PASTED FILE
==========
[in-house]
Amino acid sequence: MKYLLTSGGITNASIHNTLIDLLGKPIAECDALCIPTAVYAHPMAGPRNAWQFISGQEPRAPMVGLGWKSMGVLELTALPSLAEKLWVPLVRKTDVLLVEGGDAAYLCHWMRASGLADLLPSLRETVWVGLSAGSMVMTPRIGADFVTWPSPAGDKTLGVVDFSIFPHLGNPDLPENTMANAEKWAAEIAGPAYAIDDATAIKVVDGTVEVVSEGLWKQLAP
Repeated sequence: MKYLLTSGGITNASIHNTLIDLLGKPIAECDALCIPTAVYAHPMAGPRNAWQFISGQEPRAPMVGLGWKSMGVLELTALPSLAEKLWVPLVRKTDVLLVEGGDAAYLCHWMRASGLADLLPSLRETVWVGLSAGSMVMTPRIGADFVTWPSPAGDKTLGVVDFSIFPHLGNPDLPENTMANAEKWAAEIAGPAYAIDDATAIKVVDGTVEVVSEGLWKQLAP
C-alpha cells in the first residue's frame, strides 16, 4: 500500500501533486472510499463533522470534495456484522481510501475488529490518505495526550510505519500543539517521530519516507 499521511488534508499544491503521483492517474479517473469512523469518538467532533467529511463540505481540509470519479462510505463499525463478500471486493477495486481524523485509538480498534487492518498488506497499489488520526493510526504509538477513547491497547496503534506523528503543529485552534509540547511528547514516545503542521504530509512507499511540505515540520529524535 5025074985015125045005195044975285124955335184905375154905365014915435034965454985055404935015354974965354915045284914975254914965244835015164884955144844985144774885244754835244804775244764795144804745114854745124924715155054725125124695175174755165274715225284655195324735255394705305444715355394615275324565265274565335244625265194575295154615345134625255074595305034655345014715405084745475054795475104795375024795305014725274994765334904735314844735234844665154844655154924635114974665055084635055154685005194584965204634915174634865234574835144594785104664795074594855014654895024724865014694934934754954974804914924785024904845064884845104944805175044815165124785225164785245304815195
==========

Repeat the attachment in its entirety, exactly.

[in-house]
Amino acid sequence: MKYLLTSGGITNASIHNTLIDLLGKPIAECDALCIPTAVYAHPMAGPRNAWQFISGQEPRAPMVGLGWKSMGVLELTALPSLAEKLWVPLVRKTDVLLVEGGDAAYLCHWMRASGLADLLPSLRETVWVGLSAGSMVMTPRIGADFVTWPSPAGDKTLGVVDFSIFPHLGNPDLPENTMANAEKWAAEIAGPAYAIDDATAIKVVDGTVEVVSEGLWKQLAP
Repeated sequence: MKYLLTSGGITNASIHNTLIDLLGKPIAECDALCIPTAVYAHPMAGPRNAWQFISGQEPRAPMVGLGWKSMGVLELTALPSLAEKLWVPLVRKTDVLLVEGGDAAYLCHWMRASGLADLLPSLRETVWVGLSAGSMVMTPRIGADFVTWPSPAGDKTLGVVDFSIFPHLGNPDLPENTMANAEKWAAEIAGPAYAIDDATAIKVVDGTVEVVSEGLWKQLAP
C-alpha cells in the first residue's frame, strides 16, 4: 500500500501533486472510499463533522470534495456484522481510501475488529490518505495526550510505519500543539517521530519516507 499521511488534508499544491503521483492517474479517473469512523469518538467532533467529511463540505481540509470519479462510505463499525463478500471486493477495486481524523485509538480498534487492518498488506497499489488520526493510526504509538477513547491497547496503534506523528503543529485552534509540547511528547514516545503542521504530509512507499511540505515540520529524535 5025074985015125045005195044975285124955335184905375154905365014915435034965454985055404935015354974965354915045284914975254914965244835015164884955144844985144774885244754835244804775244764795144804745114854745124924715155054725125124695175174755165274715225284655195324735255394705305444715355394615275324565265274565335244625265194575295154615345134625255074595305034655345014715405084745475054795475104795375024795305014725274994765334904735314844735234844665154844655154924635114974665055084635055154685005194584965204634915174634865234574835144594785104664795074594855014654895024724865014694934934754954974804914924785024904845064884845104944805175044815165124785225164785245304815195